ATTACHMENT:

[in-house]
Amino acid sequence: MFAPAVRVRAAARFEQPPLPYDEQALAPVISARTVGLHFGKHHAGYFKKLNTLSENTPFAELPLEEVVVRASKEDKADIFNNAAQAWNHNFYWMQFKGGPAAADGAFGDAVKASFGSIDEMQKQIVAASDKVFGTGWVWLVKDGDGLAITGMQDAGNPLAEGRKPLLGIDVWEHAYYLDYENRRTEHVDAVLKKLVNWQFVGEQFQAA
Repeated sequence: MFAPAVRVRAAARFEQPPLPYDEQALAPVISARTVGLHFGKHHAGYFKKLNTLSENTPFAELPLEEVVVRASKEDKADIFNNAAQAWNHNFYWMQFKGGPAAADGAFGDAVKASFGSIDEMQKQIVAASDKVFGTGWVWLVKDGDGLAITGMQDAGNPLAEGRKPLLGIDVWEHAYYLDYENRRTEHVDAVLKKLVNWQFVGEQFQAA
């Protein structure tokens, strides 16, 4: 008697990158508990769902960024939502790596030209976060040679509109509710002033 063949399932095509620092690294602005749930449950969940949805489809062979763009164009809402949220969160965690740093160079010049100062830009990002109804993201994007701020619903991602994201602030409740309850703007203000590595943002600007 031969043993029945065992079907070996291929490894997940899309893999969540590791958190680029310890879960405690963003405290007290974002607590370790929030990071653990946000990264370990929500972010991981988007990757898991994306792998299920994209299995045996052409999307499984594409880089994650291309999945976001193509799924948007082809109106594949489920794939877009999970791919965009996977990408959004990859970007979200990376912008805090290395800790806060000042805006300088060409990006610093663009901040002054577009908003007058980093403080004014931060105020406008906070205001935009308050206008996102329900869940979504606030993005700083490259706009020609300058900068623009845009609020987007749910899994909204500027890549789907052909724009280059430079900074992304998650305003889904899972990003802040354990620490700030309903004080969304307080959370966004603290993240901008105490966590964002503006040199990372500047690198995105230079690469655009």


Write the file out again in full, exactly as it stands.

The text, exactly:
[in-house]
Amino acid sequence: MFAPAVRVRAAARFEQPPLPYDEQALAPVISARTVGLHFGKHHAGYFKKLNTLSENTPFAELPLEEVVVRASKEDKADIFNNAAQAWNHNFYWMQFKGGPAAADGAFGDAVKASFGSIDEMQKQIVAASDKVFGTGWVWLVKDGDGLAITGMQDAGNPLAEGRKPLLGIDVWEHAYYLDYENRRTEHVDAVLKKLVNWQFVGEQFQAA
Repeated sequence: MFAPAVRVRAAARFEQPPLPYDEQALAPVISARTVGLHFGKHHAGYFKKLNTLSENTPFAELPLEEVVVRASKEDKADIFNNAAQAWNHNFYWMQFKGGPAAADGAFGDAVKASFGSIDEMQKQIVAASDKVFGTGWVWLVKDGDGLAITGMQDAGNPLAEGRKPLLGIDVWEHAYYLDYENRRTEHVDAVLKKLVNWQFVGEQFQAA
């Protein structure tokens, strides 16, 4: 008697990158508990769902960024939502790596030209976060040679509109509710002033 063949399932095509620092690294602005749930449950969940949805489809062979763009164009809402949220969160965690740093160079010049100062830009990002109804993201994007701020619903991602994201602030409740309850703007203000590595943002600007 031969043993029945065992079907070996291929490894997940899309893999969540590791958190680029310890879960405690963003405290007290974002607590370790929030990071653990946000990264370990929500972010991981988007990757898991994306792998299920994209299995045996052409999307499984594409880089994650291309999945976001193509799924948007082809109106594949489920794939877009999970791919965009996977990408959004990859970007979200990376912008805090290395800790806060000042805006300088060409990006610093663009901040002054577009908003007058980093403080004014931060105020406008906070205001935009308050206008996102329900869940979504606030993005700083490259706009020609300058900068623009845009609020987007749910899994909204500027890549789907052909724009280059430079900074992304998650305003889904899972990003802040354990620490700030309903004080969304307080959370966004603290993240901008105490966590964002503006040199990372500047690198995105230079690469655009």